Aichi University

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Aichi University
Memorial Hall (formerly the main building)
Memorial Hall (formerly the main building)
Established1901 (1901)
Academic staff
281 (2012)[1]
Administrative staff
148 (2012)[1]
Undergraduates9,612 (2012)[2]
Postgraduates56 (2012)[2]
34 (2012)[2]
Other students
106 (2012)[2]
Location, ,
Coordinates: 34°44′25″N 137°23′12″E / 34.7403782°N 137.3866081°E / 34.7403782; 137.3866081
Nicknameあいだい (aidai)
WebsiteAichi University

Aichi University (愛知大学, Aichi Daigaku) is a private university in Aichi Prefecture, Japan. Its campuses are located in Nakamura-ku, Nagoya, Toyohashi and Higashi-ku, Nagoya.


The university's predecessor was founded by Konoe Atsumaro as an overseas Japanese institution of higher education in the Hong Qiao (虹桥) District of Shanghai in 1901, and was chartered as Toa Dobunshoin University[3] (東亜同文書院大学, Tōa dōbunshoin daigaku) in 1939.[4] The school produced numerous leaders who took part in China's modernisation process in the early 20th century, with financial and intellectual support from Japan.

At the end of World War II, the university faced closure. Its spiritual successor, Aichi University, was established by staff and students who had previously been based at the university and other overseas Japanese institutions in Toyohashi, Japan in 1946.[4]


  • 1901: Toa Dobunshoin is established in Shanghai, China by Konoe Atsumaro.[5]
  • 1939: Toa Dobunshoin is promoted to university status.[5]
  • 1945: Toa Dobunshoin University closes in the wake of Japan's defeat in World War II.[5]
  • 1946: Aichi University is established as an old-style university by teaching staff and students of the now defunct Toa Dobunshoin University.[5]
  • 1947: Toyohashi campus opens. Faculty of Law and Economics is established.[5]
  • 1949: Chartered as a new-style university. Faculty of Letters is established.[5]
  • 1951: Kurumamichi campus opens. Community Research Institute is established at the Toyohashi campus.[5]
  • 1959: Women's Junior College is established.[5]
  • 1968: First edition of Aichi University's "Comprehensive Chinese-Japanese Dictionary" is published, the first ever comprehensive Chinese-Japanese dictionary.[6]
  • 1988: Miyoshi, Aichi campus opens.[5]
  • 1989: The Faculty of Economics and Law is reorganized. The Faculty of Law, Faculty of Economics and Faculty of Business Administration are established in its place.[5]
  • 1997: Faculty of Modern Chinese Studies is established.[5]
  • 1998: Faculty of International Communication is established.[5]
  • 2004: Kurumamichi campus is rebuilt. Graduate School of Law is established.[5]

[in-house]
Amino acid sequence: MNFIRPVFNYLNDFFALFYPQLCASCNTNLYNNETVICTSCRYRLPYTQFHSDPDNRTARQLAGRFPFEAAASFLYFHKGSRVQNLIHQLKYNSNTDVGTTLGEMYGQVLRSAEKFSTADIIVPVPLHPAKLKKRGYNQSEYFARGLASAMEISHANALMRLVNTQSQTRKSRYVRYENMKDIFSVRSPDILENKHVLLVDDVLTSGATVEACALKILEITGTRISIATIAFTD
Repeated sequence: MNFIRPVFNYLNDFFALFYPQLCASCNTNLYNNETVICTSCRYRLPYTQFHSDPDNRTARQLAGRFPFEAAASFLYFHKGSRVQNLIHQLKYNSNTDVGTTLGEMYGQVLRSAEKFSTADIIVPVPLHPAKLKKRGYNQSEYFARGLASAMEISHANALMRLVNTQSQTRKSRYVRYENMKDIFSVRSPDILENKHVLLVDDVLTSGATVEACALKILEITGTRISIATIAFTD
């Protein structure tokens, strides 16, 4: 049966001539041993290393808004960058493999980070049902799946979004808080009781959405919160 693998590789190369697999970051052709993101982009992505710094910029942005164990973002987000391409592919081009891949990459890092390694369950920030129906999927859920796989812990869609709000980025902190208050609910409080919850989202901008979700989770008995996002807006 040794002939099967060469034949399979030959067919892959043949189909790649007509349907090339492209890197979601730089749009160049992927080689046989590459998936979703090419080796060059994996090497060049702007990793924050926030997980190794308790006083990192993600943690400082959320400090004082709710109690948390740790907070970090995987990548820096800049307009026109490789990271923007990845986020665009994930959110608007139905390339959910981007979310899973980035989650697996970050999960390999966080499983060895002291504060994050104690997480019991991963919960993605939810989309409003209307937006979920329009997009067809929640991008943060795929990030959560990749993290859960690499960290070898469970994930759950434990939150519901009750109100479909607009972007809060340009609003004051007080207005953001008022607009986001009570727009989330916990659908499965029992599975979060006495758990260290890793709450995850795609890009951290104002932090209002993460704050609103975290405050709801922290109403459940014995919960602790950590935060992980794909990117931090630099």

• 2006: Confucius Institute is established at Aichi University. Graduate School of Accounting is established.[5]
  • 2011: Faculty of Regional Policy is established.[5]
  • 2012: Nagoya campus is opened in the Sasashima Live 24 District by Nagoya Station.[5] Miyoshi, Aichi campus closes. University headquarters and Graduate School moved to Kurumamichi campus.[5]


Undergraduate programs[edit]

  • Faculty of Law (Department of Law)
  • Faculty of Economics (Department of Economics)
  • Faculty of Business Administration (Department of Business Administration; Department of Accounting and Finance)
  • Faculty of Modern Chinese Studies (Department of Modern Chinese Studies)
  • Faculty of International Communication (Department of English Studies; Department of Comparative Culture)
  • Faculty of Letters (Department of Humanities and Sociology)
  • Faculty of Regional Policy (Department of Regional Policy)

Graduate programs[edit]

  • Department of Law
  • Department of Economics
  • Department of Business Administration
  • Department of Chinese Studies
  • Department of International Communication
  • Department of Humanities
  • Graduate School of Law

Research centers[edit]

  • Institute of International Affairs
  • Managerial Research Institute
  • Comprehensive Chinese-Japanese Dictionary Editorial Center
  • International Center for Chinese Studies
  • Community Research Institute
  • Research Institute of Industry in Chubu District
  • Toa Dobunshoin University Memorial Center
  • San-En-Nanshin Center for Regional Cooperation


  1. ^ a b "数字で見る愛知大学 > 教職員数". Archived from the original on 2012-10-15.
  2. ^ a b c d "数字で見る愛知大学 > 学生数". Archived from the original on 2004-02-12.
  3. ^ "Toa Dobunshoin University Memorial Center". 愛知大学 AICHI UNIVERSITY. Aichi University. Retrieved 25 November 2014.
  4. ^ a b "History of Aichi University". Aichi University. Retrieved 10 January 2011.
  5. ^ a b c d e f g h i j k l m n o p q Aichi University Daigaku Annai 2013
  6. ^ "愛知大学中日大辞典編纂所とは". Aichi University. Retrieved 22 April 2013.

External links[edit]